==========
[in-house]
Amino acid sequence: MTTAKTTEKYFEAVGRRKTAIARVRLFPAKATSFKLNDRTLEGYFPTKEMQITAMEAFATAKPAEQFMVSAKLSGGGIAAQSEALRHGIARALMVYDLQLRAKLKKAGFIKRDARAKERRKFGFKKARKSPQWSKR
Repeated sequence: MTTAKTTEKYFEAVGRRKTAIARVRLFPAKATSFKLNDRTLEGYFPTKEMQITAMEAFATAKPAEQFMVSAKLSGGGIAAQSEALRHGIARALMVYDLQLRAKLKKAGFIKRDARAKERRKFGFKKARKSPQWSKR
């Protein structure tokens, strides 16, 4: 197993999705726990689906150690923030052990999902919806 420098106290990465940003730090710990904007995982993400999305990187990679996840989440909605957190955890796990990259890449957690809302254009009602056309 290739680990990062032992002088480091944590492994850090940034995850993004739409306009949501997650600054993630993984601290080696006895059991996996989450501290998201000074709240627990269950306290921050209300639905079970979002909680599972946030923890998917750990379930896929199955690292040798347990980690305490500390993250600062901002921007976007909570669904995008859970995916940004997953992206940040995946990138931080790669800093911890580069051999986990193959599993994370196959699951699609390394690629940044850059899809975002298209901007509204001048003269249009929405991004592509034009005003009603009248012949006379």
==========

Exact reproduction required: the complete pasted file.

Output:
[in-house]
Amino acid sequence: MTTAKTTEKYFEAVGRRKTAIARVRLFPAKATSFKLNDRTLEGYFPTKEMQITAMEAFATAKPAEQFMVSAKLSGGGIAAQSEALRHGIARALMVYDLQLRAKLKKAGFIKRDARAKERRKFGFKKARKSPQWSKR
Repeated sequence: MTTAKTTEKYFEAVGRRKTAIARVRLFPAKATSFKLNDRTLEGYFPTKEMQITAMEAFATAKPAEQFMVSAKLSGGGIAAQSEALRHGIARALMVYDLQLRAKLKKAGFIKRDARAKERRKFGFKKARKSPQWSKR
């Protein structure tokens, strides 16, 4: 197993999705726990689906150690923030052990999902919806 420098106290990465940003730090710990904007995982993400999305990187990679996840989440909605957190955890796990990259890449957690809302254009009602056309 290739680990990062032992002088480091944590492994850090940034995850993004739409306009949501997650600054993630993984601290080696006895059991996996989450501290998201000074709240627990269950306290921050209300639905079970979002909680599972946030923890998917750990379930896929199955690292040798347990980690305490500390993250600062901002921007976007909570669904995008859970995916940004997953992206940040995946990138931080790669800093911890580069051999986990193959599993994370196959699951699609390394690629940044850059899809975002298209901007509204001048003269249009929405991004592509034009005003009603009248012949006379």